When I wasn’t on the mower or in the trees, I was usually on the back porch, sitting at the table (it’s my grandmother sitting at the table in this photo, I think) or in one of the chairs reading a novel about submarine warfare or a thick James Clavell epic. I read voraciously on that porch, and I can still remember how my back would stick to the plastic cushions but the rest of my would be cooled by the tradewinds sweeping the island.
I have a fondness for reading novels in the tropics. Then again, if you’ve been reading my blog, you’ll have picked up that nugget.
The Spring 2007 issue of Endeavors hit my mailbox today. “Generally, research is about pursuing new knowledge, not about taking a stand,” writes the editor, Neil Caudle [he was a reviewer for my master’s thesis reporting project], in a short editor’s column that mentions his father’s dying of emphysema. The magazine includes an article by Mark Derewicz about smoking: Facing Facts: How research and activism can steer kids away from cigarettes.|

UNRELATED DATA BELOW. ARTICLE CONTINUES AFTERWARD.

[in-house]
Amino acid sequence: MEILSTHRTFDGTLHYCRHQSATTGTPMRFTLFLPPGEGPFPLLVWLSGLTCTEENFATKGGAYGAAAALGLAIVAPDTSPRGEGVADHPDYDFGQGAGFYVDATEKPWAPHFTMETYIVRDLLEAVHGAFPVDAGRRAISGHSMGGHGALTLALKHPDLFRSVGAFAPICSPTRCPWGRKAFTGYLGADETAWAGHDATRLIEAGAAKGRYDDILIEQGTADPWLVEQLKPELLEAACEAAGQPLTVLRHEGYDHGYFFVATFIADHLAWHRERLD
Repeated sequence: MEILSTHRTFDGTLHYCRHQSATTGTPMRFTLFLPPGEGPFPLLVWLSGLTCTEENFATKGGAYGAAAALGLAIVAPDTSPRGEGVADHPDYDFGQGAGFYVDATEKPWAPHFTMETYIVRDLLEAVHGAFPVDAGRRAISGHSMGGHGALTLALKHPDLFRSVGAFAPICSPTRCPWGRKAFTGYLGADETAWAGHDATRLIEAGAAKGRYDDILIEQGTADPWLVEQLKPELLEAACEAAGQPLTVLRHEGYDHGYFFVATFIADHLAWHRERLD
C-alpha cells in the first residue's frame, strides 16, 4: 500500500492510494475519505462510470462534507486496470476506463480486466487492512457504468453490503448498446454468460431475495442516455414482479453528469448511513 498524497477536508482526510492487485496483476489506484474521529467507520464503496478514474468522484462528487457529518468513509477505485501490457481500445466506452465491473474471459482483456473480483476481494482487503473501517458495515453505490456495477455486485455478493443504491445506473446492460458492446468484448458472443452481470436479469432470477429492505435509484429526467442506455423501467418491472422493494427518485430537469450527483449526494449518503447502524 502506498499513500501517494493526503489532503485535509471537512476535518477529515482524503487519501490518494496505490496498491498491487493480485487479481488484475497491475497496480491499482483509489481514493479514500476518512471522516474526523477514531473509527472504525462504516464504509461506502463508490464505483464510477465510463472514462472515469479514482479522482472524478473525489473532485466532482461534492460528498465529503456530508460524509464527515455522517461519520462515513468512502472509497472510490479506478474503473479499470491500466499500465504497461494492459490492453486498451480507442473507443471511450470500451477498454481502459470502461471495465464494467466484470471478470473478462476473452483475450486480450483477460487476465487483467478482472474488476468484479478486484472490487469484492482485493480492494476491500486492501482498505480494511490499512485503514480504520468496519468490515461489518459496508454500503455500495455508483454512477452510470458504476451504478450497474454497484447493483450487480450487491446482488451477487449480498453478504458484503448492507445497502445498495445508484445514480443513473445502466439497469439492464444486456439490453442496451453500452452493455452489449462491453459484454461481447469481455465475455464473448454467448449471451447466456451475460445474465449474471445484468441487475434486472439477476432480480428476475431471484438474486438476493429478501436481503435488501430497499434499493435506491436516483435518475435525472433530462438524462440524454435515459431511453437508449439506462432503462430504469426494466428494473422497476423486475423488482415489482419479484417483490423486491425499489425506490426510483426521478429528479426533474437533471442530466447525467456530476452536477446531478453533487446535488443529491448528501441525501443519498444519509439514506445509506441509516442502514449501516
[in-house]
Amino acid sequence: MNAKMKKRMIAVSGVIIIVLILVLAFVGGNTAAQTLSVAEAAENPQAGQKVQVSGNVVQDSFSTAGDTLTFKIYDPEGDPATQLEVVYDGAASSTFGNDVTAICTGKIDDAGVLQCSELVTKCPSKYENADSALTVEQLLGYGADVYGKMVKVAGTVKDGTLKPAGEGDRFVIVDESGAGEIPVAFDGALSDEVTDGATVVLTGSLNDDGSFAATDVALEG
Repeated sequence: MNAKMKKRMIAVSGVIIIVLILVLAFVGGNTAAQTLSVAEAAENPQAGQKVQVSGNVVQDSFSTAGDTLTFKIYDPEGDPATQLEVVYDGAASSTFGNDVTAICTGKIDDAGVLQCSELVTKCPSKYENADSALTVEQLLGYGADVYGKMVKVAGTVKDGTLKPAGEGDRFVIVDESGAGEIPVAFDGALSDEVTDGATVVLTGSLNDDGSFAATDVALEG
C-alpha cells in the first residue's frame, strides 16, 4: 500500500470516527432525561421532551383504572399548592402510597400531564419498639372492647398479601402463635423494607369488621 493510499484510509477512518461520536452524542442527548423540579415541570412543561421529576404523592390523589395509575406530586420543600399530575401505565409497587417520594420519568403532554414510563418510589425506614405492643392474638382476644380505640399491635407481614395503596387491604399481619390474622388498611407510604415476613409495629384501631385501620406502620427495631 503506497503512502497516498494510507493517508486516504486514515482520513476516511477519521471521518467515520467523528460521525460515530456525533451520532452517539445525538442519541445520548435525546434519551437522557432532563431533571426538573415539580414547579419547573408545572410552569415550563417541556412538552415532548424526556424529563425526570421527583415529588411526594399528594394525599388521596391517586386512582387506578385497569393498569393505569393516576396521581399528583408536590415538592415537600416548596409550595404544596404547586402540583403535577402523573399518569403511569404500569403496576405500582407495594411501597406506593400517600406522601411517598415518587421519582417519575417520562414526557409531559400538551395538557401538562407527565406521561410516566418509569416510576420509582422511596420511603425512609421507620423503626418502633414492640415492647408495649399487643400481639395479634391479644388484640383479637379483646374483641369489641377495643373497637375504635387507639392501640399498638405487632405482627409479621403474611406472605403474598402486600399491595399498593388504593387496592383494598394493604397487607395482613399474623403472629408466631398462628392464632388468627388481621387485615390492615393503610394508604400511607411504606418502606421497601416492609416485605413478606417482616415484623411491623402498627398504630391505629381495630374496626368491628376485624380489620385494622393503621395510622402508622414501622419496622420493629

Guest blogging by mistersugar
As guest blogger for the week, itâ€™s nice to be on the same page as mistersugar. Because he’s one of the most avid readers I know, he may appreciate this tale.
I live in the Big Bend region of rural Far West Texas, in the state’s largest county, at a spot called Calamity Creek. Big skies, few people. The nearby towns are Alpine, Marfa, Fort Davis and Marathon. Add up all four towns and we still don’t reach 10,000 – even on our tippy-toes.
I serve on the board of a local library, which is raising funds to build a new facility to replace the little cottage that houses it. The other day, an old man from the senior center walked in. He announced heâ€™d never been in a library and had only read one book in his life (the Bible), but he wanted to try another. The librarian gave him Texas, by James Michener.
Since he was in a library, he thought the proper thing to do was to sit down and read. And thatâ€™s what he did, page by page – more than 1,500 of them. He came into the library in the morning, left in the evening and said very little.